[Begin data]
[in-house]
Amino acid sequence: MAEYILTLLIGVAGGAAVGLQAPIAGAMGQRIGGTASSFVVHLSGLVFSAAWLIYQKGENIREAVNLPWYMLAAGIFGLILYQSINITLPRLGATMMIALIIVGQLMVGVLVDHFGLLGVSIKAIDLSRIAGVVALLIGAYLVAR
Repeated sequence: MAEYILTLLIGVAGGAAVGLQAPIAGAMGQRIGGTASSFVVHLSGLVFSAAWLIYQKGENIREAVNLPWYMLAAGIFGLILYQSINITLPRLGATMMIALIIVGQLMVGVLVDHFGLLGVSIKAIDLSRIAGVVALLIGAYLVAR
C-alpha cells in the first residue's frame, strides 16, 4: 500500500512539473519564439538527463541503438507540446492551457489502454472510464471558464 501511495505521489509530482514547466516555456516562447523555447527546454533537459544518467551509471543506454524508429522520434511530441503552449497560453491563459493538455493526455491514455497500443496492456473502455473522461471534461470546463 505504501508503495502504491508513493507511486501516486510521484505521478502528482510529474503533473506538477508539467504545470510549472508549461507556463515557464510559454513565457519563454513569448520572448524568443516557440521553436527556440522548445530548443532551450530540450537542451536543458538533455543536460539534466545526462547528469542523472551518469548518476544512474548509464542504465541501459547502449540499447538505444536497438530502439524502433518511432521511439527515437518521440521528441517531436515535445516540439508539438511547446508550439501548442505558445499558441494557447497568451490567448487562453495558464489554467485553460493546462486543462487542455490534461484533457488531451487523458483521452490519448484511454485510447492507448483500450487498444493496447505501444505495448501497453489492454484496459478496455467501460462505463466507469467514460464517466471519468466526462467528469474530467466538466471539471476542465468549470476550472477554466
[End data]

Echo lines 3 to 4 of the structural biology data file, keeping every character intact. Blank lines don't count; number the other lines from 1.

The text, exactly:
Repeated sequence: MAEYILTLLIGVAGGAAVGLQAPIAGAMGQRIGGTASSFVVHLSGLVFSAAWLIYQKGENIREAVNLPWYMLAAGIFGLILYQSINITLPRLGATMMIALIIVGQLMVGVLVDHFGLLGVSIKAIDLSRIAGVVALLIGAYLVAR
C-alpha cells in the first residue's frame, strides 16, 4: 500500500512539473519564439538527463541503438507540446492551457489502454472510464471558464 501511495505521489509530482514547466516555456516562447523555447527546454533537459544518467551509471543506454524508429522520434511530441503552449497560453491563459493538455493526455491514455497500443496492456473502455473522461471534461470546463 505504501508503495502504491508513493507511486501516486510521484505521478502528482510529474503533473506538477508539467504545470510549472508549461507556463515557464510559454513565457519563454513569448520572448524568443516557440521553436527556440522548445530548443532551450530540450537542451536543458538533455543536460539534466545526462547528469542523472551518469548518476544512474548509464542504465541501459547502449540499447538505444536497438530502439524502433518511432521511439527515437518521440521528441517531436515535445516540439508539438511547446508550439501548442505558445499558441494557447497568451490567448487562453495558464489554467485553460493546462486543462487542455490534461484533457488531451487523458483521452490519448484511454485510447492507448483500450487498444493496447505501444505495448501497453489492454484496459478496455467501460462505463466507469467514460464517466471519468466526462467528469474530467466538466471539471476542465468549470476550472477554466